John Paul I, Pope

views updated


Pontificate Aug. 26Sept. 28, 1978; b. Albino Luciani, Oct. 17, 1912, Forno di Canale, Italy. He was born into a poor family. His father, a Socialist Party organizer, was at one point forced to migrate to Switzerland for work. After studies in the minor seminary at Feltre and the major seminary at Belluno, young Luciani was ordained a priest on July 7, 1935. Fr. Luciani earned a doctorate in theology at the Gregorianum in Rome in 1937, and served briefly as a parish priest at Forno di Canale and Agerdo. From 1937 to 1947 he was professor of theology, canon law, and history of sacred art at the Belluno seminary, for a time serving also as vice-rector. Popular as a preacher and a catechist, his book Catechism Crumbs went through several editions. While continuing to teach, he also became in 1947 pro-chancellor of the diocese, then named vicar-general. In 1958 he was named to the see of Vittorio-Veneto and ordained bishop by John XXIII at St. Peter's. He participated in vatican council ii, and his commitment to its spirit of renewal was expressed in a pastoral letter to his diocese in 1967, "Notes on the Council."

Bishop Luciani, named Patriarch of Venice in 1969, was created cardinal by Pope Paul VI at the consistory of March 5, 1973, with San Marco, Piazza Venezia, as his titular church. In 1976 he published Illustrissimi, an imaginative book of letters he addressed to famous literary and historical figures, including Jesus. In the conclave that met in August 1978 to elect a successor to Paul VI, Cardinal Luciani was elected the first day, on the fourth ballot. His election was surprising because of its swiftness and was welcomed because of his warmth and simplicity. He did away with the traditional papal coronation and was installed as the supreme pastor by receiving the archiepiscopal pallium on Sept. 3, 1978; the pope referred to the ceremony as the inauguration of his pastoral ministry. The program Pope John Paul outlined the day after his election proposed the following: to continue to put into effect the heritage of Vatican II; to preserve the integrity of church discipline in the lives of priests and faithful; to remind the entire Church that the first duty is evangelization; to continue the ecumenical thrust, without compromising doctrine but without hesitancy; to pursue with patience but firmness the serene and constructive dialogue of Paul VI for pastoral action; to support every laudable and worthy initiative for world peace.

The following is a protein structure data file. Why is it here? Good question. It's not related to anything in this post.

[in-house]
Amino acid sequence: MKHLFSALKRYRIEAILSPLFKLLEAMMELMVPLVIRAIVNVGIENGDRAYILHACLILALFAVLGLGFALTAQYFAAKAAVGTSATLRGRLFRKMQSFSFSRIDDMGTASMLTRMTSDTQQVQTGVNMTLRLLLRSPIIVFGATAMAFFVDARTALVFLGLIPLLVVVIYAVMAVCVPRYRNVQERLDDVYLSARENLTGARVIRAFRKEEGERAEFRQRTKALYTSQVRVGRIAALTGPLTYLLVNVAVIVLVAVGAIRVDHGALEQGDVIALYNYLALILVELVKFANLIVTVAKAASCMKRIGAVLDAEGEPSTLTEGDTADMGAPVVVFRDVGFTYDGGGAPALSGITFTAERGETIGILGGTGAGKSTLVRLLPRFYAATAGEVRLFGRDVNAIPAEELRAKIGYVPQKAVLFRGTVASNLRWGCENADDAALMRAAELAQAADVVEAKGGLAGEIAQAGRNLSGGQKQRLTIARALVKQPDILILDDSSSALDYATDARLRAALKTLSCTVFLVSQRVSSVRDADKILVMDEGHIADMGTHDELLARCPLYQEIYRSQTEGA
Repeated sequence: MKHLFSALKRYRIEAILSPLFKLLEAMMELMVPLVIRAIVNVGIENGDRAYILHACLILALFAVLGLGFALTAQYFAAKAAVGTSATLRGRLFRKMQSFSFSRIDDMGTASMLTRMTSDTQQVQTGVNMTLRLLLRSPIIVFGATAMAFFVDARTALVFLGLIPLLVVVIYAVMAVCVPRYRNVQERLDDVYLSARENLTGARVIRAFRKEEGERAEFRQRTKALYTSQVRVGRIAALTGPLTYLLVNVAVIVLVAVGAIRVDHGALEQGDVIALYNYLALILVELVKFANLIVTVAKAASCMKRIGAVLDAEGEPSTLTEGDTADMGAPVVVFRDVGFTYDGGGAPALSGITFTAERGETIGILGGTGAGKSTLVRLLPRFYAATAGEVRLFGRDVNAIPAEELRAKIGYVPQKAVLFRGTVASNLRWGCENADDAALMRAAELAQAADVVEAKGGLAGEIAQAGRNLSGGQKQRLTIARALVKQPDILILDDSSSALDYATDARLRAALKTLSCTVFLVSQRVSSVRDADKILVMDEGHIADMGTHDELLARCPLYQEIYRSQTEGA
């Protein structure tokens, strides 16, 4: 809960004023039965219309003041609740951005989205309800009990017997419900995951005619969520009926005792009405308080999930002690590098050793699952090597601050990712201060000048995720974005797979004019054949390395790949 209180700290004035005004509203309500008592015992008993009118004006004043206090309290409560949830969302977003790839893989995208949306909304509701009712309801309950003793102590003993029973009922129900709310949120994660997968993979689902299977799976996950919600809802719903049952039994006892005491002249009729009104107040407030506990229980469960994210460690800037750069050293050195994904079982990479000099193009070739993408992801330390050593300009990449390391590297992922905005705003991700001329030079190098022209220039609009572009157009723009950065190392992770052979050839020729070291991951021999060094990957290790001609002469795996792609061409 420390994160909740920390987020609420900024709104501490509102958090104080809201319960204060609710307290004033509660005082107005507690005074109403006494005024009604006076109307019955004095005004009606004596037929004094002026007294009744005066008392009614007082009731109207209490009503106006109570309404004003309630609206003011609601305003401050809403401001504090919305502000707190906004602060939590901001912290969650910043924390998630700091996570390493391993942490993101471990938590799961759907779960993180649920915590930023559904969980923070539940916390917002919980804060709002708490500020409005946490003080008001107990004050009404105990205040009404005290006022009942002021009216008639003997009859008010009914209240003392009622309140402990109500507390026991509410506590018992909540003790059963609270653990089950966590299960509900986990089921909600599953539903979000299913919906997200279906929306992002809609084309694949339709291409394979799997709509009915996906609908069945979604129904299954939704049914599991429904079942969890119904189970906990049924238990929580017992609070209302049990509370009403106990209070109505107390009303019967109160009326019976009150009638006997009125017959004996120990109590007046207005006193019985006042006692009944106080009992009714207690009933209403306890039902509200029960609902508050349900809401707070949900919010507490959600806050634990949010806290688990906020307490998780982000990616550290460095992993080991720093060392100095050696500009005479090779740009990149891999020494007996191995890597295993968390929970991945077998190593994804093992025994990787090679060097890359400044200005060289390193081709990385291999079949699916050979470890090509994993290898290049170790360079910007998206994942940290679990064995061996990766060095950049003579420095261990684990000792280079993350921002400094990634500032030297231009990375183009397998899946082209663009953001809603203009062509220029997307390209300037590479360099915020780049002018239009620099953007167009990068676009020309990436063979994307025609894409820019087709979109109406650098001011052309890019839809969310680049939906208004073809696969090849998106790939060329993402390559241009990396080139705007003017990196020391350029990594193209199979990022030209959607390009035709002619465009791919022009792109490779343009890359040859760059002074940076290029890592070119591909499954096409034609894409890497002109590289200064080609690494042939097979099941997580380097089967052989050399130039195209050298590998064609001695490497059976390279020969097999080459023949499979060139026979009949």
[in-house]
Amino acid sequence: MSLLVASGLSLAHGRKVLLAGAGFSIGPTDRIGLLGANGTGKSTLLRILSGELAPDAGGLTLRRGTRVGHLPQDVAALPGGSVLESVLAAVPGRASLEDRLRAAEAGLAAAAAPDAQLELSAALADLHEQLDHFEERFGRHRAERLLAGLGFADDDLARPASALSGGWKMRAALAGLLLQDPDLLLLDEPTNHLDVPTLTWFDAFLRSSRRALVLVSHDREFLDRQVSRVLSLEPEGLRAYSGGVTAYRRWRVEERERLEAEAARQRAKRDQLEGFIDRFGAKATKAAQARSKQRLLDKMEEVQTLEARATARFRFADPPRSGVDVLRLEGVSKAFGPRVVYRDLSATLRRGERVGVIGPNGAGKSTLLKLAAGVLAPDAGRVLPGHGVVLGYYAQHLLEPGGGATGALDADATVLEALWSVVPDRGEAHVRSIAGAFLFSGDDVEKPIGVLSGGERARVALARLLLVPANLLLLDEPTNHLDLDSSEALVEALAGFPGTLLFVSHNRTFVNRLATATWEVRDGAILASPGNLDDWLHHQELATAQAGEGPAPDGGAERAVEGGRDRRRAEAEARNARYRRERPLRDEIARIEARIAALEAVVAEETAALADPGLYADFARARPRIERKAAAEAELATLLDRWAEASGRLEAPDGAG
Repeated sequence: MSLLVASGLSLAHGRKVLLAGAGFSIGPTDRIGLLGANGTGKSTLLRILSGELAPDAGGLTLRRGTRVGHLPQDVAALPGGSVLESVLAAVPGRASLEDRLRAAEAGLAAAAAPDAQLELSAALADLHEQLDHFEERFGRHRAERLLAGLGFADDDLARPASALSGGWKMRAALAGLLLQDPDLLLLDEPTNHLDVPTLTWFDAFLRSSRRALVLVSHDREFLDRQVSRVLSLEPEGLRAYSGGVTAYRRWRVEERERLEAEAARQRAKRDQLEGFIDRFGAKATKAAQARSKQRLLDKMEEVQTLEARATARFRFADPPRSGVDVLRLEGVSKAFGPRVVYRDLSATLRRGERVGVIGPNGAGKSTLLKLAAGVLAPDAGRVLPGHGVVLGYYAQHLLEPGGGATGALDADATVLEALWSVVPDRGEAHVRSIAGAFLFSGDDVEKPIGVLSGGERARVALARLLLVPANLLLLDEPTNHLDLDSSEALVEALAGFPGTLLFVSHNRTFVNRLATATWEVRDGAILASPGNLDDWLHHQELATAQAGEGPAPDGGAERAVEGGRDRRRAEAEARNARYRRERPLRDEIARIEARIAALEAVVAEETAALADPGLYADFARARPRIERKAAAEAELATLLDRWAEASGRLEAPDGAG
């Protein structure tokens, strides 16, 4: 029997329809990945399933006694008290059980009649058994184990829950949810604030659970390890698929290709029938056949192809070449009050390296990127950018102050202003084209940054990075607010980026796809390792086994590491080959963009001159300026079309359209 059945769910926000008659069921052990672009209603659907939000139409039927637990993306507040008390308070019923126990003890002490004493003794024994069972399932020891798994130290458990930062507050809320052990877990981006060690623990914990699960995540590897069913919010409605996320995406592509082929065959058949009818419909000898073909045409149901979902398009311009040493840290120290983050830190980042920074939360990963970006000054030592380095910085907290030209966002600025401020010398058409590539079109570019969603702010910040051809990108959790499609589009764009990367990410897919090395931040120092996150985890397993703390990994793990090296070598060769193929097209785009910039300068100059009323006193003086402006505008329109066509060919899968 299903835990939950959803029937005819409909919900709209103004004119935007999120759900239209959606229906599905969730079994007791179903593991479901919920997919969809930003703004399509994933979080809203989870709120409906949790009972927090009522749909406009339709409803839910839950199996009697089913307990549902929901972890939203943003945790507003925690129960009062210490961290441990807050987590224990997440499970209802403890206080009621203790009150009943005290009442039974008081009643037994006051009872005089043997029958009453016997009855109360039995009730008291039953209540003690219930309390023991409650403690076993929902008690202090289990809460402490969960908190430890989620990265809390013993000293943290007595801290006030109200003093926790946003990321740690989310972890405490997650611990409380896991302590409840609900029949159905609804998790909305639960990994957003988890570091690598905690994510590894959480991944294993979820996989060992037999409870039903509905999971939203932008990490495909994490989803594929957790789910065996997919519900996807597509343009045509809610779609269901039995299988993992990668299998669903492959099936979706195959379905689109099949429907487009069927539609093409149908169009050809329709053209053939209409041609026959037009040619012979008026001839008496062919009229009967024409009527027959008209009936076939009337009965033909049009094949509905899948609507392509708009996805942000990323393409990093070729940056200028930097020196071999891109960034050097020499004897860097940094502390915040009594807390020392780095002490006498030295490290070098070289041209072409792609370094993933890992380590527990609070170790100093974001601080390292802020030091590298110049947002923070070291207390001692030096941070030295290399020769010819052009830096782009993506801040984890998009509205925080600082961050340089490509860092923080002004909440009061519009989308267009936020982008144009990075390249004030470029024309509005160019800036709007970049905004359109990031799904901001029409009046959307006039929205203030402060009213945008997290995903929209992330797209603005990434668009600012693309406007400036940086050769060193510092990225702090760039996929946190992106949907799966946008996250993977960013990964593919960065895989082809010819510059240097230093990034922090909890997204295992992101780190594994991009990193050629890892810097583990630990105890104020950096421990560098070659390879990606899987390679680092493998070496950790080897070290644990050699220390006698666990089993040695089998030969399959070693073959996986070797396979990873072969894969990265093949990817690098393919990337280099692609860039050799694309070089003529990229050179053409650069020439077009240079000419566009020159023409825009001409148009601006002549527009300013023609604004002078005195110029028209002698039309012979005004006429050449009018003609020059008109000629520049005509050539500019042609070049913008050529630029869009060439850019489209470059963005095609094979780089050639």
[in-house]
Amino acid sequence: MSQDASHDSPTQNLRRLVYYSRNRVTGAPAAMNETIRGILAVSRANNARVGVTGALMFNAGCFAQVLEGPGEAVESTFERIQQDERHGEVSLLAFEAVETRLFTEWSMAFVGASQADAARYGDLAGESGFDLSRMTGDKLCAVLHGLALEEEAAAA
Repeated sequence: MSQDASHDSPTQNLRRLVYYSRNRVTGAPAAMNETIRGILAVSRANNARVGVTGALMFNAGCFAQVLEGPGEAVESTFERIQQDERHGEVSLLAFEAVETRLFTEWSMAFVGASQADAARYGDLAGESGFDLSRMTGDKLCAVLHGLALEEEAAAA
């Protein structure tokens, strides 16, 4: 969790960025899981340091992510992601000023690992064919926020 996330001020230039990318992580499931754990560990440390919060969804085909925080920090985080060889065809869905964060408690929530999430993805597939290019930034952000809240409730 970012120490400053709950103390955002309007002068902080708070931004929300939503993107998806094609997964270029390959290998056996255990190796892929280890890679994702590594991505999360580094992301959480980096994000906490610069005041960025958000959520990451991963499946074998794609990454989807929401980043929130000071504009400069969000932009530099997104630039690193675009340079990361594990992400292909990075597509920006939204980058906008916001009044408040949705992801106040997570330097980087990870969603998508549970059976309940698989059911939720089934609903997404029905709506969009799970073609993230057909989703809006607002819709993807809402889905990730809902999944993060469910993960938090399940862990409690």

The pope did not live to carry out this program; the Church and the world were shocked by his sudden death after barely a month in office. But John Paul I had long suffered from poor health, although illness was kept secret and not revealed until after his death. His physical condition and the pressures of the office, not a fanciful assassination plot, joined to bring his pontificate to an abrupt end. The "September Papacy" had brought fulfilment to the longing in people's hearts for a person and a leader who radiated joy, holiness, and simple goodness. His passing left the hope that the response to his brief pontificate would be remembered by his successors and by every pastor in the Church.

Bibliography: j. cornwell, A Thief in the Night: The Mysterious Death of Pope John Paul I (New York 1989). p. hebblethwaite, The Year of Three Popes (Cleveland 1979).

[t. c. o'brien]